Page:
It's too quick to blame myself-the effects of fast and slow rates of change on credit assignment during object lifting

Kelene Fercho, Lee A. Baugh

Research output: Contribution to journalArticlepeer-review

6 Scopus citations


Although there have been substantial research efforts examining the effect of various rates of change in reaching movements, there has been little to no research devoted to this issue during object manipulation tasks. In force-field and visuomotor adaptation studies, two parallel processes have been identified: first, a fast process that adapts and de-adapts quickly is thought to enable the actor to deal with potentially transient perturbations. Second, a slower, but longer lasting process adapts if these initial perturbations persist over time. In a largely separate body of research, the role of credit assignment has been examined in terms of allotting the cause of errors to changes in the body vs. changes in the outside world. Of course, these two processes are usually linked within the real world, with short lasting perturbations most often being linked to external causes and longer lasting perturbations being linked to internal causes. Here, we demonstrate that the increases in load forces associated with a gradual increase in object weight during a natural object lifting task are transferred when lifting a novel object, whereas a sudden increase in object weight is not. We speculate that gradual rates of change in the weight of the object being lifted are attributed to the self, whereas fast rates of change are more likely to be attributed to the external environment. This study extends our knowledge of the multiple timescales involved in motor learning to a more natural object manipulation scenario, while concurrently providing support for the hypothesis that the multiple time scales involved in motor learning are tuned for different learning contexts.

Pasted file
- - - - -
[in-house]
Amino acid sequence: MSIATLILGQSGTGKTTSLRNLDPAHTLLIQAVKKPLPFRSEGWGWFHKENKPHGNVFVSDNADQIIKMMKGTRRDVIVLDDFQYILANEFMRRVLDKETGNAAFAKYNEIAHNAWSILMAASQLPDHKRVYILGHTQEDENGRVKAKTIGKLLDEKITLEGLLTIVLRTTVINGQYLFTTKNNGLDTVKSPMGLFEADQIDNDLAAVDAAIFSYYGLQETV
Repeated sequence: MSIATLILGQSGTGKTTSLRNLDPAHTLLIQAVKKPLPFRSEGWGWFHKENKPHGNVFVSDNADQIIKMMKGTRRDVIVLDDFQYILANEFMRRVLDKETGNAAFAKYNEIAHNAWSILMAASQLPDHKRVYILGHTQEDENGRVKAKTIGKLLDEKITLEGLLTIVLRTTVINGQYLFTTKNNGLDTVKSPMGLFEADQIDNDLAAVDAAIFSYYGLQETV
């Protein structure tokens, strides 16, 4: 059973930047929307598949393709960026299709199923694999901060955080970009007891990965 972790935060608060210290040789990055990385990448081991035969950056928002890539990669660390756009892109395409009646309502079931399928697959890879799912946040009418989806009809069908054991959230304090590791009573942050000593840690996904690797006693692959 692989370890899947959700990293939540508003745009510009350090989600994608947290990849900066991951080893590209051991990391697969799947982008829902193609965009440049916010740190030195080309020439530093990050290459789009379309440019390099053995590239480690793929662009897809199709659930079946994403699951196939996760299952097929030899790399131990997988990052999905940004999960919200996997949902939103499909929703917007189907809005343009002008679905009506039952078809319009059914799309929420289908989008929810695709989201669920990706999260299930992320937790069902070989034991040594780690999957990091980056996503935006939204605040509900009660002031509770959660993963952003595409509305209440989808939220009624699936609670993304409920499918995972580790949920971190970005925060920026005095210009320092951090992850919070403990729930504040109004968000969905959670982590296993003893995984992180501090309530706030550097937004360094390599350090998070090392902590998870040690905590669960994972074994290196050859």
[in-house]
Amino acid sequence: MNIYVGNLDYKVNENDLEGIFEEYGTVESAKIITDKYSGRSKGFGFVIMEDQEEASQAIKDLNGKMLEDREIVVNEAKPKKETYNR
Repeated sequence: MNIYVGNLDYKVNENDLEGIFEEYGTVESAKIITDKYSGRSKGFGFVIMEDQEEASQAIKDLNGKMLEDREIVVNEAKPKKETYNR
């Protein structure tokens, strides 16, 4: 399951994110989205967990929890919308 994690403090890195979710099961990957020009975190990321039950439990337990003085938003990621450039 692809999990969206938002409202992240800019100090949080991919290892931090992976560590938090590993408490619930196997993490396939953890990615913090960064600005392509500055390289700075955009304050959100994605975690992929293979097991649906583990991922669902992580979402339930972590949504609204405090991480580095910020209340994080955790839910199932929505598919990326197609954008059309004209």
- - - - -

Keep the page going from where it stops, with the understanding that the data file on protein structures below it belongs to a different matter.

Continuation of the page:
Original languageEnglish (US)
Article number554
JournalFrontiers in Human Neuroscience
Issue numberJULY
StatePublished - Jul 29 2014
Externally publishedYes


  • Credit assignment
  • Load force
  • Motor learning
  • Object lifting
  • Rates of chage

ASJC Scopus subject areas

  • Neuropsychology and Physiological Psychology
  • Neurology
  • Psychiatry and Mental health
  • Biological Psychiatry
  • Behavioral Neuroscience


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